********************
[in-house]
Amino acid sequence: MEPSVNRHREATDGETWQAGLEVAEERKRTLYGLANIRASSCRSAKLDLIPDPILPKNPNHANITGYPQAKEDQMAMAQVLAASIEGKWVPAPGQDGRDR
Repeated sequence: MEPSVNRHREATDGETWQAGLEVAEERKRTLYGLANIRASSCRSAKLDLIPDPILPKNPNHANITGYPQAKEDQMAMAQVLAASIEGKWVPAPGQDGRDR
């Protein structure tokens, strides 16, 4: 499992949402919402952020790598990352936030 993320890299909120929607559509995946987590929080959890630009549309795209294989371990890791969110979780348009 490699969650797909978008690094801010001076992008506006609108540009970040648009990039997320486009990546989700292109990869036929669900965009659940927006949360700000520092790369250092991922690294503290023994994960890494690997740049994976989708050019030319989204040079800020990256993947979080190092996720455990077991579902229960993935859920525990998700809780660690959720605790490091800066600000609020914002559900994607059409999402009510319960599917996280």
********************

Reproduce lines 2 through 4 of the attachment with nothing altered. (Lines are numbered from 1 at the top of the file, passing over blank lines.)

Amino acid sequence: MEPSVNRHREATDGETWQAGLEVAEERKRTLYGLANIRASSCRSAKLDLIPDPILPKNPNHANITGYPQAKEDQMAMAQVLAASIEGKWVPAPGQDGRDR
Repeated sequence: MEPSVNRHREATDGETWQAGLEVAEERKRTLYGLANIRASSCRSAKLDLIPDPILPKNPNHANITGYPQAKEDQMAMAQVLAASIEGKWVPAPGQDGRDR
């Protein structure tokens, strides 16, 4: 499992949402919402952020790598990352936030 993320890299909120929607559509995946987590929080959890630009549309795209294989371990890791969110979780348009 490699969650797909978008690094801010001076992008506006609108540009970040648009990039997320486009990546989700292109990869036929669900965009659940927006949360700000520092790369250092991922690294503290023994994960890494690997740049994976989708050019030319989204040079800020990256993947979080190092996720455990077991579902229960993935859920525990998700809780660690959720605790490091800066600000609020914002559900994607059409999402009510319960599917996280």